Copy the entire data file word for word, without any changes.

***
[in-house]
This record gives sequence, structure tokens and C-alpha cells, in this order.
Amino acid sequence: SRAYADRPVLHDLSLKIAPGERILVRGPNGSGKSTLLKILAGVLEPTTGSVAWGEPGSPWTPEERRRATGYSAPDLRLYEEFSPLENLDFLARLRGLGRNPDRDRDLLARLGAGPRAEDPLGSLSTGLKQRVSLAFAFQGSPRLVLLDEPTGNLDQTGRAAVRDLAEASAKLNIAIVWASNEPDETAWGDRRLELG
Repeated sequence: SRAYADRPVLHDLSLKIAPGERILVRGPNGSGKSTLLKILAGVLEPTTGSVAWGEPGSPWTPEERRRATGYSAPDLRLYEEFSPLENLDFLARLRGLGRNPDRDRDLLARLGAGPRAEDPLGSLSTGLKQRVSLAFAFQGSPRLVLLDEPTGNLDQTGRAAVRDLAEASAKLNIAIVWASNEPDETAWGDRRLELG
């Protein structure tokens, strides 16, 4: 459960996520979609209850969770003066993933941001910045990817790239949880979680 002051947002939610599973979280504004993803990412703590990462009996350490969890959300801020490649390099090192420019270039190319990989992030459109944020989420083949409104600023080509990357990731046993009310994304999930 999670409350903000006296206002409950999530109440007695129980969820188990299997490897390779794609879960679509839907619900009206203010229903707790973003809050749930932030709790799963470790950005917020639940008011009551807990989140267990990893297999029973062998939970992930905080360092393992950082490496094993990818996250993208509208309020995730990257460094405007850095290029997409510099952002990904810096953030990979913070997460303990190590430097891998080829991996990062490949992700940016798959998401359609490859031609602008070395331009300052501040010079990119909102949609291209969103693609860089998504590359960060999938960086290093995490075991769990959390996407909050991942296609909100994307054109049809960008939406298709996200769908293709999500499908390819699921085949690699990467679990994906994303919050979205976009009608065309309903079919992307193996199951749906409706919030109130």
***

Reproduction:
[in-house]
This record gives sequence, structure tokens and C-alpha cells, in this order.
Amino acid sequence: SRAYADRPVLHDLSLKIAPGERILVRGPNGSGKSTLLKILAGVLEPTTGSVAWGEPGSPWTPEERRRATGYSAPDLRLYEEFSPLENLDFLARLRGLGRNPDRDRDLLARLGAGPRAEDPLGSLSTGLKQRVSLAFAFQGSPRLVLLDEPTGNLDQTGRAAVRDLAEASAKLNIAIVWASNEPDETAWGDRRLELG
Repeated sequence: SRAYADRPVLHDLSLKIAPGERILVRGPNGSGKSTLLKILAGVLEPTTGSVAWGEPGSPWTPEERRRATGYSAPDLRLYEEFSPLENLDFLARLRGLGRNPDRDRDLLARLGAGPRAEDPLGSLSTGLKQRVSLAFAFQGSPRLVLLDEPTGNLDQTGRAAVRDLAEASAKLNIAIVWASNEPDETAWGDRRLELG
């Protein structure tokens, strides 16, 4: 459960996520979609209850969770003066993933941001910045990817790239949880979680 002051947002939610599973979280504004993803990412703590990462009996350490969890959300801020490649390099090192420019270039190319990989992030459109944020989420083949409104600023080509990357990731046993009310994304999930 999670409350903000006296206002409950999530109440007695129980969820188990299997490897390779794609879960679509839907619900009206203010229903707790973003809050749930932030709790799963470790950005917020639940008011009551807990989140267990990893297999029973062998939970992930905080360092393992950082490496094993990818996250993208509208309020995730990257460094405007850095290029997409510099952002990904810096953030990979913070997460303990190590430097891998080829991996990062490949992700940016798959998401359609490859031609602008070395331009300052501040010079990119909102949609291209969103693609860089998504590359960060999938960086290093995490075991769990959390996407909050991942296609909100994307054109049809960008939406298709996200769908293709999500499908390819699921085949690699990467679990994906994303919050979205976009009608065309309903079919992307193996199951749906409706919030109130």